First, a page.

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Lake Corpus Christi rises, combined lake levels still not enough to lift water restrictions

The Nueces River Authority said they believe the lake could rise anywhere from three-to-four feet.

CORPUS CHRISTI, Texas — Water continues to rise at Lake Corpus Christi as runoff from heavy recent rain makes its way down the Nueces River. 

That means the combined lake levels for our regions water supply is going back up. 

Now over 40%. 

Local leaders remain cautiously optimistic that all of the rain runoff now flowing down the Nueces River will continue to impact the water source for our area. 

But will it be enough to get us out of this drought?

Lake Corpus Christi is just one of our water sources in which we are seeing a combined lake level of just over 40%. 

3NEWS' sky view drone was out above Lake Corpus Christi Tuesday near Mathis, Texas. Leaders with the Nueces River Authority said they believe the lake could rise anywhere from three-to-four feet. 

That is a good thing. 

"It's looking like it might add upwards of 70-80 thousand perhaps if we are lucky 80 thousand acre feet," said Sam Sugarek with the Nueces River Authority.

Sugarek said all the recent rain fell in the right spot. 

"We got lucky with the rain hitting a small portion of our watershed," Sugarek said. 

Along the Nueces River, flooding continues in low lying areas and some roads between Three Rivers and Lake Corpus Christi.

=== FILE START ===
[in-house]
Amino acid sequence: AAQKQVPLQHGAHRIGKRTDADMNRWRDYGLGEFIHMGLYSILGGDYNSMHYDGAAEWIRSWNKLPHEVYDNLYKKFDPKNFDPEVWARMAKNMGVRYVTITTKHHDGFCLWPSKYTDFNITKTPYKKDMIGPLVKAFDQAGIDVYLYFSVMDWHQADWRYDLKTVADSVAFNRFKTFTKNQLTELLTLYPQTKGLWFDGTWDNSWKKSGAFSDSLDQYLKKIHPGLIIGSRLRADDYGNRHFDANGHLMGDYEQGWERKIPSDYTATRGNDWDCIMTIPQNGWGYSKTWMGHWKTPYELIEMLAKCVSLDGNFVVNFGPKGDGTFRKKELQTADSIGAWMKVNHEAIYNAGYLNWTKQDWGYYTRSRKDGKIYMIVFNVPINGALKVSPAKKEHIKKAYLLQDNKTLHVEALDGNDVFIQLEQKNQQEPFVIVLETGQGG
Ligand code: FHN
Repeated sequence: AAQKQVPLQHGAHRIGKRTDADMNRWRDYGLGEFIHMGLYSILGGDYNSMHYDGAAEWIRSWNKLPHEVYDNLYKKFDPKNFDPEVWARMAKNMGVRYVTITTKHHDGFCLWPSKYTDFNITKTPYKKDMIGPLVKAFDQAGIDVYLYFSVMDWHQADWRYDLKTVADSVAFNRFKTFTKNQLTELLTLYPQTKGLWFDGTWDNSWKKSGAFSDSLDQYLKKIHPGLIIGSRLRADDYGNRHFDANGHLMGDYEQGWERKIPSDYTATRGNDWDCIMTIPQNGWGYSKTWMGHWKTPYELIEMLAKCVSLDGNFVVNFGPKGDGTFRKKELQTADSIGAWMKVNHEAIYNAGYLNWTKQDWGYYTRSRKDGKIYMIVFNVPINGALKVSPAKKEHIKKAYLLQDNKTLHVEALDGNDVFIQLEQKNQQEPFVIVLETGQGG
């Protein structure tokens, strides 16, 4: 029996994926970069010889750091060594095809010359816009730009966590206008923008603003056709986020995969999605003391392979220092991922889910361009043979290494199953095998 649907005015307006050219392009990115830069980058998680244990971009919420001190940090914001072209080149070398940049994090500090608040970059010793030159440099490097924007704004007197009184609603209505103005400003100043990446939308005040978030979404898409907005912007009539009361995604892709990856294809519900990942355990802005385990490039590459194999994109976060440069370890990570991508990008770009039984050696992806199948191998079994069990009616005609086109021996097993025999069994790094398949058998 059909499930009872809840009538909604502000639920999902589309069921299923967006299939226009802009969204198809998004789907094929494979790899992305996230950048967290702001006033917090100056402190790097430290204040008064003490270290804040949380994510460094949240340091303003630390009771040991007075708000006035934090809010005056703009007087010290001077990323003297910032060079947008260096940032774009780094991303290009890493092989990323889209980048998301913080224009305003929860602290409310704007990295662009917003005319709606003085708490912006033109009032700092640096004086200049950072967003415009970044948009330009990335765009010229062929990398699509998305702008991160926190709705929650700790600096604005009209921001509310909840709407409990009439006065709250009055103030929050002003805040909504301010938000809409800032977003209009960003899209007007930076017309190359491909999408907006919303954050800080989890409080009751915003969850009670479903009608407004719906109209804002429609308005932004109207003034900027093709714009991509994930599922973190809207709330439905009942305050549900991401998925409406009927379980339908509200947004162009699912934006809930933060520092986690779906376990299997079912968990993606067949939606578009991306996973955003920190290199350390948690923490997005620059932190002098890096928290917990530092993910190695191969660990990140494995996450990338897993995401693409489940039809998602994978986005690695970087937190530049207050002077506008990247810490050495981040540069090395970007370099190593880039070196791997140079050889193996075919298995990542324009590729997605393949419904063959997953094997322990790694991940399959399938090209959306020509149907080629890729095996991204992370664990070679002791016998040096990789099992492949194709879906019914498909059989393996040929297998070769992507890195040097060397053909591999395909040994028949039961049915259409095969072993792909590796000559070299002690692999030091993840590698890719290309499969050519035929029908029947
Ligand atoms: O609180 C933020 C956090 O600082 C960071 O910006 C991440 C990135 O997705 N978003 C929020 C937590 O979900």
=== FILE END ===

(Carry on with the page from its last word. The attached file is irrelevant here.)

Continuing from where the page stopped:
"Take this very seriously, it's almost over," Sugarek said. "I think water should start to recede pretty soon here, I think Three Rivers has peaked and is slowly coming down. It will stay elevated for a couple of days at least."

Despite the amount of rain we got in our water shed, the City of Corpus Christi is not relaxing water restrictions just yet. Instead city leaders are choosing to wait until combined levels are at 50%. Currently, its just over 40%.

"We may not want to get out of stage one even if we do get to 50," City Manager Peter Zanoni said. "We're looking at the long term forecast we're getting weekly and sometimes two or three times a week updates from the National Weather Service. They are projecting another La Nina for the winter months. That means drier and hotter than normal."

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